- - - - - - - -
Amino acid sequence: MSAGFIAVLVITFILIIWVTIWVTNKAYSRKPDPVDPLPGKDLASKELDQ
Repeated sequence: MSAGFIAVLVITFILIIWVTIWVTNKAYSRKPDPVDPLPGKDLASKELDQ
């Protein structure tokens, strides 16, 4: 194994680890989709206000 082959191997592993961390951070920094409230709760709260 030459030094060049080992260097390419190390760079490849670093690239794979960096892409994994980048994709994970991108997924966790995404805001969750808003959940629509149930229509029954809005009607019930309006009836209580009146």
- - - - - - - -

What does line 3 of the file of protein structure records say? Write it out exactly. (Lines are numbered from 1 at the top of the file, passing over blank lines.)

């Protein structure tokens, strides 16, 4: 194994680890989709206000 082959191997592993961390951070920094409230709760709260 030459030094060049080992260097390419190390760079490849670093690239794979960096892409994994980048994709994970991108997924966790995404805001969750808003959940629509149930229509029954809005009607019930309006009836209580009146």